FIG. 1 illustrates a schematic view of a display 100 according to an embodiment. Referring to FIG. 1, the display 100 may include a display panel 240 having scan lines and data lines arranged so as to intersect with each other in a pixel region. The display 100 may further include a scan driver 220, which may sequential supply scan signals to scan lines of the display panel 240, and a data driver 230, which may supply data signals to data lines of the display panel 240. The display 100 may also include a controller 210, which may receive data from, e.g., an external graphics controller (not shown), and which may supply differential data signals (DATA[+,−]) to the data driver 230. The controller 210 may control driving timing by supplying control signals CS21 to the scan driver 220 and the data driver 230.

The display 100 according to this embodiment may further include one or more programmable active impedance compensators 235. The active impedance compensator 235 may enable a differential signaling technique by impedance matching differential signaling lines in the display. In particular, the active impedance compensator 235 may actively compensate for variations in differential impedance, which may allow for more precise impedance matching while at the same time avoiding the disadvantages of conventional impedance matching techniques that rely on predetermined resistance and capacitance values. In an implementation, the active impedance compensator 235 may be provided at a receiving end of the data transmission line, e.g., as part of the data driver 230.

In the display panel 240, a plurality of scan lines may be arranged so as to be constantly spaced from each other in a transverse direction, and a plurality of data lines may be arranged so as to be constantly spaced from each other in a longitudinal direction. The scan lines and the data lines may intersect each other in a plurality of regions, i.e., pixels. The pixels may be connected to the scan lines and the data lines, and may be arranged on the display panel 240 in a matrix form.

The controller 210 may be a timing controller that receives data from an external source and generates control signals CS21 for driving the display. The controller 210 may supply differential data signals (DATA [+, −]) to the data driver 230, and may supply the control signals CS21 to the scan driver 220 and the data driver 230 to control driving timing. The controller 210 may supply a vertical synchronization signal VSYNC, a horizontal synchronization signal HSYNC, a clock signal, a scan start signal, and a data enable signal, etc., as the control signals CS21 to the scan driver 220 and the data driver 230 to control the driving timings of the scan driver 220 and the data driver 230.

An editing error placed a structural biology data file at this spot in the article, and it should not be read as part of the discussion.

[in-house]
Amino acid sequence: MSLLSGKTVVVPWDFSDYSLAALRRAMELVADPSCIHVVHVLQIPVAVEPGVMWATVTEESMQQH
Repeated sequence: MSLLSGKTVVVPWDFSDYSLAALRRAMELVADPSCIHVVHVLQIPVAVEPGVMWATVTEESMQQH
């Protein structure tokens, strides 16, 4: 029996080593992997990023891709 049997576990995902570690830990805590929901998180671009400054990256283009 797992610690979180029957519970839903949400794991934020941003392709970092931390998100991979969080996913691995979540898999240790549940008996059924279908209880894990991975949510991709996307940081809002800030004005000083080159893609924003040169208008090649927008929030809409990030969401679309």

Thus, the controller 210 may supply the horizontal synchronization signal and the scan start signal to the scan driver 220, which may sequentially supply the scan signals to the scan lines of the display panel 240. The controller 210 may further supply the horizontal synchronization signal HSYNC, the data enable signal, and the differential data signals (DATA [+, −]) to the data driver 230, which may supply data signals to the pixels in concert with the scan signals, thereby controlling the driving timings of the scan driver 220 and the data driver 230.

The data driver 230 may be electrically connected to the display panel 240 through the data lines. The data driver 230 may include a plurality of data driving integrated circuits 232. Each data driving integrated circuit 232 may receive the differential data signals (DATA[+, −]) and the control signals (CS21), and may output data signals to respective data lines.

Each of the input stages of the data driving integrated circuits 232 supplied with the differential data signals (DATA [+, −]) from the controller 210 may be provided with a respective active impedance compensator 235 for impedance matching. The respective active impedance compensators 235 may actively adjust an impedance characteristic so as to match the differential impedance of the controller 210 to the data driver 232, such that the differential data signals (DATA [+, −]) may be smoothly transmitted. Additional details of the constitution and operation of the active impedance compensator 235 will be described below.

The scan driver 220 may receive the control signals CS21 from the controller 210 and then sequentially supply the scan signals to the scan lines to drive the pixels arranged in a matrix form, and the data driver 230 may supply the data signals through the data lines to the pixels in concert with the scan signals. Thus, the display may sequentially scan all the scan lines of the display panel 240, may supply the data signals to the pixels through the data lines to display one frame of an image and may supply the vertical synchronization signal VSYNC to display a next frame of the image.

FIG. 2 illustrates a controller and a data driver shown in FIG. 1, and FIG. 3 illustrates a schematic of a differential signaling system according to an embodiment. FIG. 3 is a view for explaining a signaling method between the controller and the data driver shown in FIG. 2. FIG. 4 illustrates a circuit view of an active impedance compensator circuit shown in FIG. 3

Referring to FIG. 2, the controller 210 may receive image data from an external source and output differential data signals (DATA [+, −]) to first and second differential signaling lines W11 and W21. The data driver 230 may have a plurality of data driving integrated circuits receiving the differential data signals (DATA [+, −]). The data driving circuits may be impedance-matched with the impedance of the first and the second lines W11 and W21 from the controller 210.